Canada's wildfire smoke emissions break records
First, the record Canadian wildfire season exposed residents of the biggest cities in the Northeast and mid-Atlantic to hazardous air quality. Now low-level smoke is taking aim at the Midwest and Ohio Valley.
Why it matters: Wildfire smoke is a public health hazard that can aggravate chronic conditions and pose risks for even healthy populations.
- Due to the wildfires' size, locations and behavior so far this summer, it's unlikely this will be the last time heavily populated areas of the country will see similar effects.
Zoom in: Chicago, Milwaukee and Detroit vied for the title of the city with the worst air quality in the world on Tuesday.
- In the Windy City, both O'Hare and Midway Airports saw visibility drop as low as 1.25 miles in smoke, as air quality index readings hit historic smoke-related readings.
Axios Local dispatch, via Justin Kaufmann in Chicago: When you walk out your door, the smell of smoke makes it feel like the fire is around the corner.
- Some Chicagoans have taken to wearing N95 masks for even the simplest tasks, like walking pets or commuting home. The haze is so strong that the Willis Tower is partially hidden from sight.
Between the lines: At the same time that Canada's fires were obscuring the Chicago skyline, people in Spain and Portugal (about 4,000 miles away) saw milky sunshine through a thick veil of smoke that made the trans-Atlantic crossing from Quebec's wildfires.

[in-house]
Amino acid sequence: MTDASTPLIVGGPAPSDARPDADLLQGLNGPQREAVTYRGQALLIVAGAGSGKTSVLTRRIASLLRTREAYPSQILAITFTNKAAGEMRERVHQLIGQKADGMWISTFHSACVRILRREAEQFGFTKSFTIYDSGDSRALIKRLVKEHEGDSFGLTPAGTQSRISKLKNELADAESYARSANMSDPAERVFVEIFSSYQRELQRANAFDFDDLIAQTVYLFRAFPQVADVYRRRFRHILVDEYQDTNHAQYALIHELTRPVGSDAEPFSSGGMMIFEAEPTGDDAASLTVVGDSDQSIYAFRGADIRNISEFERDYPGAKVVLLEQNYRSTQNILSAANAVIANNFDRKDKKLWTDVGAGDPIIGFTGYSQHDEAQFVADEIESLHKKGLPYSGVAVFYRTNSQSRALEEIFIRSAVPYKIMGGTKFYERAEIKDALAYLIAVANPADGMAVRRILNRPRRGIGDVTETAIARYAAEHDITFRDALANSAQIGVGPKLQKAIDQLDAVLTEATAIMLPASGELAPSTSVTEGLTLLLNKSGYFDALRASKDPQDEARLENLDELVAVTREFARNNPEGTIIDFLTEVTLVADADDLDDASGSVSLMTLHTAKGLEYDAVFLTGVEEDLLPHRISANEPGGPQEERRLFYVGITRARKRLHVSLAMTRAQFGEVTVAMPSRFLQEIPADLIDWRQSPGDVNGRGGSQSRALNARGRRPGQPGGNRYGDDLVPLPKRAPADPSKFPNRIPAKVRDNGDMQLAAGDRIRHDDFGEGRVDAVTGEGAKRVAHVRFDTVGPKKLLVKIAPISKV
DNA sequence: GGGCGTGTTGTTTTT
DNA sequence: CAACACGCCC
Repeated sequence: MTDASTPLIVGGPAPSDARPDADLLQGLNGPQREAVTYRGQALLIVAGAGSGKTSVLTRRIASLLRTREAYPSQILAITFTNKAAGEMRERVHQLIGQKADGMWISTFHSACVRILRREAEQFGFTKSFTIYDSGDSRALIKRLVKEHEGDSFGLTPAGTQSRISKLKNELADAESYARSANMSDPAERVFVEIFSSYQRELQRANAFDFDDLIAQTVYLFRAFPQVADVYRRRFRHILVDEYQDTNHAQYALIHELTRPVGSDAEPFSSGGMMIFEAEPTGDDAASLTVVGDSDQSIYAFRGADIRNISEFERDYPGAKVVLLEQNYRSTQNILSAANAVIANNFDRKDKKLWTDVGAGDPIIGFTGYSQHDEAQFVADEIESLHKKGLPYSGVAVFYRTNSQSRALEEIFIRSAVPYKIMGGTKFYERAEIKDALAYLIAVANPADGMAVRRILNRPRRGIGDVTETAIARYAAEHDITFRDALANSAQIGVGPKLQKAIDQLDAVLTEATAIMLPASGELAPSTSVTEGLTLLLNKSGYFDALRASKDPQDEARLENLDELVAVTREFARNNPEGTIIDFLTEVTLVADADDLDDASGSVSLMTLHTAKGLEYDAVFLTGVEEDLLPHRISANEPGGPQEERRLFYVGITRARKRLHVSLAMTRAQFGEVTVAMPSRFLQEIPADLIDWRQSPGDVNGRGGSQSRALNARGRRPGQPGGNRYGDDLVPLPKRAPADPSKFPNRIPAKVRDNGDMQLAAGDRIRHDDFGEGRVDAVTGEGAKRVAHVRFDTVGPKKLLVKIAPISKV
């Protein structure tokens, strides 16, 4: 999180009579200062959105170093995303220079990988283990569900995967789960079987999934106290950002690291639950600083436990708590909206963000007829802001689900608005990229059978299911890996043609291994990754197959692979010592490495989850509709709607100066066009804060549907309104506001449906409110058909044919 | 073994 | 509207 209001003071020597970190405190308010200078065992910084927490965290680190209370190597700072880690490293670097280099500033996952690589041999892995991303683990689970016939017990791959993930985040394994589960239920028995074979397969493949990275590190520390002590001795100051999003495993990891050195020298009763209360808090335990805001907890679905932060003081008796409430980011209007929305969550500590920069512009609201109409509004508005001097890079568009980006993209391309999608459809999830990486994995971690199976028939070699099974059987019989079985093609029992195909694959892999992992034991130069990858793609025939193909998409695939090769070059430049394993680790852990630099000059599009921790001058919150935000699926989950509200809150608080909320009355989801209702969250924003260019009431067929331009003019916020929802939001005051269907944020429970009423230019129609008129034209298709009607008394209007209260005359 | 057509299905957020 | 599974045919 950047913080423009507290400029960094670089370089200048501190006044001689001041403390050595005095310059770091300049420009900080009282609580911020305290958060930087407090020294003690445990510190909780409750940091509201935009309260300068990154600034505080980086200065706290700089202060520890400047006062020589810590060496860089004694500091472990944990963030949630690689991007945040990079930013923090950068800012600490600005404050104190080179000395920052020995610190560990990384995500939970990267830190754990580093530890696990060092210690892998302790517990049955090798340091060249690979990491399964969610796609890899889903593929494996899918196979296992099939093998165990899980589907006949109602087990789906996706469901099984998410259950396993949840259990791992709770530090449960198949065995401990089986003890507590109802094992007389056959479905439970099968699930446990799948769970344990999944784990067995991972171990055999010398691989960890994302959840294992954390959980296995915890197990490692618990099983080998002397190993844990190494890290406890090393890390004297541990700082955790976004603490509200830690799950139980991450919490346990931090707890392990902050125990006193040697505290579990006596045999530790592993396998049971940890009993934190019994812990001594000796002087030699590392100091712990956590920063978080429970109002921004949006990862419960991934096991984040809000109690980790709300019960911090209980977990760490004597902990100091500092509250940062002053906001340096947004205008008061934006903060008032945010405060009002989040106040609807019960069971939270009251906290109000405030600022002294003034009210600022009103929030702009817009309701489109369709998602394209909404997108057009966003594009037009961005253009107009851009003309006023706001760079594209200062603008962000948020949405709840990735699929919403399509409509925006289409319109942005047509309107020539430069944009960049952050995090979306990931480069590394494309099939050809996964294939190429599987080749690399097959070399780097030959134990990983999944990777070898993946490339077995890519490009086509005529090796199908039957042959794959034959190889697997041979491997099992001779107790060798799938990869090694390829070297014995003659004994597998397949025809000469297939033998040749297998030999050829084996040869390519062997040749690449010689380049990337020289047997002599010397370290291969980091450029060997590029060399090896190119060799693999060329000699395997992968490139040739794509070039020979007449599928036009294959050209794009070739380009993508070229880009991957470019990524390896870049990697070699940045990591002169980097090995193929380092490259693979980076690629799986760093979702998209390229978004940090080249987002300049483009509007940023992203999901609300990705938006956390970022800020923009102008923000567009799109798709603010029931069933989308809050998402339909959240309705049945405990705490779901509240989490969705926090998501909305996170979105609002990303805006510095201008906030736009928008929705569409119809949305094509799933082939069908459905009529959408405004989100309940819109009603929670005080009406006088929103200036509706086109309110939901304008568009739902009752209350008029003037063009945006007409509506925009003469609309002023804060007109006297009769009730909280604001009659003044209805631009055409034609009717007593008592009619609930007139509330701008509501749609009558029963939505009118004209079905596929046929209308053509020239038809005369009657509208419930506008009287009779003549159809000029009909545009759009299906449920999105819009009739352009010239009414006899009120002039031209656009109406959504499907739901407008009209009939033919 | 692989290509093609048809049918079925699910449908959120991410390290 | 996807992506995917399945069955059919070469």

- Canada's wildfire season is now the worst on record since at least 1983, having burned 7.8 million hectares (19.3 million acres) through Tuesday.
- The fires are not expected to be extinguished, either by firefighters or a major shift in weather conditions, until after summer ends.
- This is the case in the U.S. West and large parts of the affected areas in Canada, particularly given repeat heat waves in parts of Canada since May.
- Numerous instances of fire-generated thunderstorms have been observed in Canada so far this summer, a sign that the fires were burning at a high intensity.
- Wildfires burning in the boreal forests of northern Canada, which some of these blazes are doing, can have significant consequences for carbon dioxide emissions.
- The boreal forests ringing the Arctic store huge amounts of carbon, which is released when trees and soils burn.
The intrigue: The carbon dioxide emissions from Canada's wildfires through June 26 rank as the largest annual estimated emissions in the group's 21-year data set, according to the Copernicus Atmospheric Monitoring Service (CAMS) in Europe.
- Copernicus' scientists estimate wildfire emissions by using satellites to track the heat output from a fire, which is tied to the fire's consumption of fuels.
What's next: With fires burning upwind of the Midwest, northern Plains and Northeast, any weather pattern that features northerly winds aloft and near the surface could transport more smoke across the border in the months to come.
- In the near-term, air quality alerts are in effect Wednesday from Iowa and Minnesota to Washington, D.C.